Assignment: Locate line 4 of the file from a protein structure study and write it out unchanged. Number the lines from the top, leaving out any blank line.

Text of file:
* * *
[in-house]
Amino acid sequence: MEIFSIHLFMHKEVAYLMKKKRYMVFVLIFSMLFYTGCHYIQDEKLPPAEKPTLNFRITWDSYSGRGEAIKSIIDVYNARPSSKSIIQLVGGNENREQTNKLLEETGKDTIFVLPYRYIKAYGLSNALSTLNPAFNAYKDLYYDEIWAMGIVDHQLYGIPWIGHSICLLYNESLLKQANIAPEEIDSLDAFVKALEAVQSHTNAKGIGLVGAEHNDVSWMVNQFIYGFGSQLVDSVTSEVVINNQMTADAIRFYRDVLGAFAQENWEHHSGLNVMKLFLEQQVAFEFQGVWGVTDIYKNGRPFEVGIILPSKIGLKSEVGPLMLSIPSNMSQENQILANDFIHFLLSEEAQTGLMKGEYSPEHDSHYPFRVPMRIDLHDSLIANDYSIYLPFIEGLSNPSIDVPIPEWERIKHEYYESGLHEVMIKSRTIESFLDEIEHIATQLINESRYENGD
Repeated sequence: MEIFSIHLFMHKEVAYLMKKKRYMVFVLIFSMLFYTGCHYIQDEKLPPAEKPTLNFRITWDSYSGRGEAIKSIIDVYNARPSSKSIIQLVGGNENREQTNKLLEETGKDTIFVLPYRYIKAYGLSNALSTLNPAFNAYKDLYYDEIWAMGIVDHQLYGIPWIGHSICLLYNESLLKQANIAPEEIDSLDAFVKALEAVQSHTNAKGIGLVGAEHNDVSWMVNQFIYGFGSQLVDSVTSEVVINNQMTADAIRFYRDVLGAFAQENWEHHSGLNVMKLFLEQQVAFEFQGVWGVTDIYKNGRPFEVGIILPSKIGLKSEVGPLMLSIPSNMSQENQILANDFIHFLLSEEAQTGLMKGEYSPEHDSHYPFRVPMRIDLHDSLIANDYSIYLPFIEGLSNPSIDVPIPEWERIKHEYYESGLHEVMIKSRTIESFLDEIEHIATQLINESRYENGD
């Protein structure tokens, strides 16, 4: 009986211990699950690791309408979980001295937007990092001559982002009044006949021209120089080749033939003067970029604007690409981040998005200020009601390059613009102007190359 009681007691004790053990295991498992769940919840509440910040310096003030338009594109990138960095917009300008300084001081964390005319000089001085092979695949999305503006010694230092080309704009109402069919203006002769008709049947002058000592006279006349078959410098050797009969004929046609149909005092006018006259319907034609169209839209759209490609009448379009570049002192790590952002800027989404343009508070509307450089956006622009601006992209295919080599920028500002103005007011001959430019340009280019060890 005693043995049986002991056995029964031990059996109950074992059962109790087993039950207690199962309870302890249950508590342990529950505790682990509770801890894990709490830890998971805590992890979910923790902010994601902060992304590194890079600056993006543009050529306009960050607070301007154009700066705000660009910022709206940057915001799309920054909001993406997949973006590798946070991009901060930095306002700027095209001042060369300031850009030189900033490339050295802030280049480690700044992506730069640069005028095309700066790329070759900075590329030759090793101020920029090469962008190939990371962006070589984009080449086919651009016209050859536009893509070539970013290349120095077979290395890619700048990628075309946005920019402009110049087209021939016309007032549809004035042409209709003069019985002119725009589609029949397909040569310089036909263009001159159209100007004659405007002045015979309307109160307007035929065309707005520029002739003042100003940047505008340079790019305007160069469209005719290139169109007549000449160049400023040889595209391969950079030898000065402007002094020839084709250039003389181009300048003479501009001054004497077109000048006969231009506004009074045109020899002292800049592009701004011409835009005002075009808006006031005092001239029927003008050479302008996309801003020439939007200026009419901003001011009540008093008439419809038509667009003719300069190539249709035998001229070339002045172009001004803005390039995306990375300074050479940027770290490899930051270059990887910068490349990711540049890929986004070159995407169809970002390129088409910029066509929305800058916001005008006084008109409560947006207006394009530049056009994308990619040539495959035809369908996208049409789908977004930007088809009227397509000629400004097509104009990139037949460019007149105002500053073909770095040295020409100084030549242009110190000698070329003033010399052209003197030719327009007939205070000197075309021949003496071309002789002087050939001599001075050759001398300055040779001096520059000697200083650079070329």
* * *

């Protein structure tokens, strides 16, 4: 009986211990699950690791309408979980001295937007990092001559982002009044006949021209120089080749033939003067970029604007690409981040998005200020009601390059613009102007190359 009681007691004790053990295991498992769940919840509440910040310096003030338009594109990138960095917009300008300084001081964390005319000089001085092979695949999305503006010694230092080309704009109402069919203006002769008709049947002058000592006279006349078959410098050797009969004929046609149909005092006018006259319907034609169209839209759209490609009448379009570049002192790590952002800027989404343009508070509307450089956006622009601006992209295919080599920028500002103005007011001959430019340009280019060890 005693043995049986002991056995029964031990059996109950074992059962109790087993039950207690199962309870302890249950508590342990529950505790682990509770801890894990709490830890998971805590992890979910923790902010994601902060992304590194890079600056993006543009050529306009960050607070301007154009700066705000660009910022709206940057915001799309920054909001993406997949973006590798946070991009901060930095306002700027095209001042060369300031850009030189900033490339050295802030280049480690700044992506730069640069005028095309700066790329070759900075590329030759090793101020920029090469962008190939990371962006070589984009080449086919651009016209050859536009893509070539970013290349120095077979290395890619700048990628075309946005920019402009110049087209021939016309007032549809004035042409209709003069019985002119725009589609029949397909040569310089036909263009001159159209100007004659405007002045015979309307109160307007035929065309707005520029002739003042100003940047505008340079790019305007160069469209005719290139169109007549000449160049400023040889595209391969950079030898000065402007002094020839084709250039003389181009300048003479501009001054004497077109000048006969231009506004009074045109020899002292800049592009701004011409835009005002075009808006006031005092001239029927003008050479302008996309801003020439939007200026009419901003001011009540008093008439419809038509667009003719300069190539249709035998001229070339002045172009001004803005390039995306990375300074050479940027770290490899930051270059990887910068490349990711540049890929986004070159995407169809970002390129088409910029066509929305800058916001005008006084008109409560947006207006394009530049056009994308990619040539495959035809369908996208049409789908977004930007088809009227397509000629400004097509104009990139037949460019007149105002500053073909770095040295020409100084030549242009110190000698070329003033010399052209003197030719327009007939205070000197075309021949003496071309002789002087050939001599001075050759001398300055040779001096520059000697200083650079070329």